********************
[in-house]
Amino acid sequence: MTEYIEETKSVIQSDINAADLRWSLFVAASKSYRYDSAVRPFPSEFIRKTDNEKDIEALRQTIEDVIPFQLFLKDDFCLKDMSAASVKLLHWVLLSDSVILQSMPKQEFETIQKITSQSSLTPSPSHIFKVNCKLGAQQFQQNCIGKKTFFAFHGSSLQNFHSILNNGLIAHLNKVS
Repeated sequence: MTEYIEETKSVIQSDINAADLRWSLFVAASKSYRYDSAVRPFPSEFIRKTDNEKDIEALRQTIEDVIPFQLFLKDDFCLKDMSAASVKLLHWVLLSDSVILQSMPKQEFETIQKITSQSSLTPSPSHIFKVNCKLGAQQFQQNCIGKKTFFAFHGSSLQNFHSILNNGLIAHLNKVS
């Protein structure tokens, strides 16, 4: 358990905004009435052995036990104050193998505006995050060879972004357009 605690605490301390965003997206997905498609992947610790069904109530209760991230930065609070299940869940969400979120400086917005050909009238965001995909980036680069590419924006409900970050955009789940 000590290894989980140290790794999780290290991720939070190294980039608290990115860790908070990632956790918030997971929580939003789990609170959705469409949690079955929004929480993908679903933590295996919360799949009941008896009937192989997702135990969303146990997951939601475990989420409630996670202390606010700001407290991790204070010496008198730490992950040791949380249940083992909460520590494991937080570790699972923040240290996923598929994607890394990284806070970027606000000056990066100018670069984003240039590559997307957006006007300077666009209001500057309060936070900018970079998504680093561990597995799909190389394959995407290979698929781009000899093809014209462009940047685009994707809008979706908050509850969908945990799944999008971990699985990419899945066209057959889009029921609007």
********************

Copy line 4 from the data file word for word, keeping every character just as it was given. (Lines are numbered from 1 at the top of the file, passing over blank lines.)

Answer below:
């Protein structure tokens, strides 16, 4: 358990905004009435052995036990104050193998505006995050060879972004357009 605690605490301390965003997206997905498609992947610790069904109530209760991230930065609070299940869940969400979120400086917005050909009238965001995909980036680069590419924006409900970050955009789940 000590290894989980140290790794999780290290991720939070190294980039608290990115860790908070990632956790918030997971929580939003789990609170959705469409949690079955929004929480993908679903933590295996919360799949009941008896009937192989997702135990969303146990997951939601475990989420409630996670202390606010700001407290991790204070010496008198730490992950040791949380249940083992909460520590494991937080570790699972923040240290996923598929994607890394990284806070970027606000000056990066100018670069984003240039590559997307957006006007300077666009209001500057309060936070900018970079998504680093561990597995799909190389394959995407290979698929781009000899093809014209462009940047685009994707809008979706908050509850969908945990799944999008971990699985990419899945066209057959889009029921609007």